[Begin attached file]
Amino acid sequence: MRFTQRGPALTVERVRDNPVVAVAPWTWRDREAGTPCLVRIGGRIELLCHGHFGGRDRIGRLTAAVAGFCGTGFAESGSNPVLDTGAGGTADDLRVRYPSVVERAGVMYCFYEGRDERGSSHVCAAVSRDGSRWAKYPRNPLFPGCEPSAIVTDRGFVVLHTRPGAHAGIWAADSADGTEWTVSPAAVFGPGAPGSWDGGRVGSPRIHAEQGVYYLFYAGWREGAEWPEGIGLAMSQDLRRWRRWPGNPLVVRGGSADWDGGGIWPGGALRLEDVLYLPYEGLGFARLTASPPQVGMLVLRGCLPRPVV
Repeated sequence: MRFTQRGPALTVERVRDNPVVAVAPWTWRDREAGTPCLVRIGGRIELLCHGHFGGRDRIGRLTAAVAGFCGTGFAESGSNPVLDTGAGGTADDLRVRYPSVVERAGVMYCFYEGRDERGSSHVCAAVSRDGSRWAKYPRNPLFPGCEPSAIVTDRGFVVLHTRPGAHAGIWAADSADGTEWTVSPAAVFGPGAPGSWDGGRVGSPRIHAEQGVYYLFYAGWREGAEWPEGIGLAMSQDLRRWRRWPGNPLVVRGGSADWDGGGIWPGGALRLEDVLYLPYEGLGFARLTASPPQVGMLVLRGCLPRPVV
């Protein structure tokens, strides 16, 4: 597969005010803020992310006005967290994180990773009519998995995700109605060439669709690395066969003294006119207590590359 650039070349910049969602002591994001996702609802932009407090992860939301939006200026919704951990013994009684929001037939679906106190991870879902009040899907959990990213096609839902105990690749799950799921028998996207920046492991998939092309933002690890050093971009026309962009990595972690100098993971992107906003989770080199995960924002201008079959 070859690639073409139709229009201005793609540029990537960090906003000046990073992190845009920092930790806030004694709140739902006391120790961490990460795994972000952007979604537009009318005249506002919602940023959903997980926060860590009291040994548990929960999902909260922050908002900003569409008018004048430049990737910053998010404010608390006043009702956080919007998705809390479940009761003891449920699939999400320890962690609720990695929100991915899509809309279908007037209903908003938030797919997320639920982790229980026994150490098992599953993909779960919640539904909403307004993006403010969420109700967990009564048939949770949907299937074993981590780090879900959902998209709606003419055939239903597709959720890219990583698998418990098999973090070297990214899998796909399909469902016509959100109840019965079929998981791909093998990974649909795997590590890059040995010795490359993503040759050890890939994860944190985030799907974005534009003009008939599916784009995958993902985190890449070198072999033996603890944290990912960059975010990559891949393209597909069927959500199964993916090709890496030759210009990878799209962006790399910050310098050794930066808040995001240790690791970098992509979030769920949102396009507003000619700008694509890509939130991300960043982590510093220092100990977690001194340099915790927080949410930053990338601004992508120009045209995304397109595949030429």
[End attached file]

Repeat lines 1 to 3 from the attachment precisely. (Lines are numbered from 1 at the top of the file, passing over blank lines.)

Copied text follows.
Amino acid sequence: MRFTQRGPALTVERVRDNPVVAVAPWTWRDREAGTPCLVRIGGRIELLCHGHFGGRDRIGRLTAAVAGFCGTGFAESGSNPVLDTGAGGTADDLRVRYPSVVERAGVMYCFYEGRDERGSSHVCAAVSRDGSRWAKYPRNPLFPGCEPSAIVTDRGFVVLHTRPGAHAGIWAADSADGTEWTVSPAAVFGPGAPGSWDGGRVGSPRIHAEQGVYYLFYAGWREGAEWPEGIGLAMSQDLRRWRRWPGNPLVVRGGSADWDGGGIWPGGALRLEDVLYLPYEGLGFARLTASPPQVGMLVLRGCLPRPVV
Repeated sequence: MRFTQRGPALTVERVRDNPVVAVAPWTWRDREAGTPCLVRIGGRIELLCHGHFGGRDRIGRLTAAVAGFCGTGFAESGSNPVLDTGAGGTADDLRVRYPSVVERAGVMYCFYEGRDERGSSHVCAAVSRDGSRWAKYPRNPLFPGCEPSAIVTDRGFVVLHTRPGAHAGIWAADSADGTEWTVSPAAVFGPGAPGSWDGGRVGSPRIHAEQGVYYLFYAGWREGAEWPEGIGLAMSQDLRRWRRWPGNPLVVRGGSADWDGGGIWPGGALRLEDVLYLPYEGLGFARLTASPPQVGMLVLRGCLPRPVV
């Protein structure tokens, strides 16, 4: 597969005010803020992310006005967290994180990773009519998995995700109605060439669709690395066969003294006119207590590359 650039070349910049969602002591994001996702609802932009407090992860939301939006200026919704951990013994009684929001037939679906106190991870879902009040899907959990990213096609839902105990690749799950799921028998996207920046492991998939092309933002690890050093971009026309962009990595972690100098993971992107906003989770080199995960924002201008079959 070859690639073409139709229009201005793609540029990537960090906003000046990073992190845009920092930790806030004694709140739902006391120790961490990460795994972000952007979604537009009318005249506002919602940023959903997980926060860590009291040994548990929960999902909260922050908002900003569409008018004048430049990737910053998010404010608390006043009702956080919007998705809390479940009761003891449920699939999400320890962690609720990695929100991915899509809309279908007037209903908003938030797919997320639920982790229980026994150490098992599953993909779960919640539904909403307004993006403010969420109700967990009564048939949770949907299937074993981590780090879900959902998209709606003419055939239903597709959720890219990583698998418990098999973090070297990214899998796909399909469902016509959100109840019965079929998981791909093998990974649909795997590590890059040995010795490359993503040759050890890939994860944190985030799907974005534009003009008939599916784009995958993902985190890449070198072999033996603890944290990912960059975010990559891949393209597909069927959500199964993916090709890496030759210009990878799209962006790399910050310098050794930066808040995001240790690791970098992509979030769920949102396009507003000619700008694509890509939130991300960043982590510093220092100990977690001194340099915790927080949410930053990338601004992508120009045209995304397109595949030429």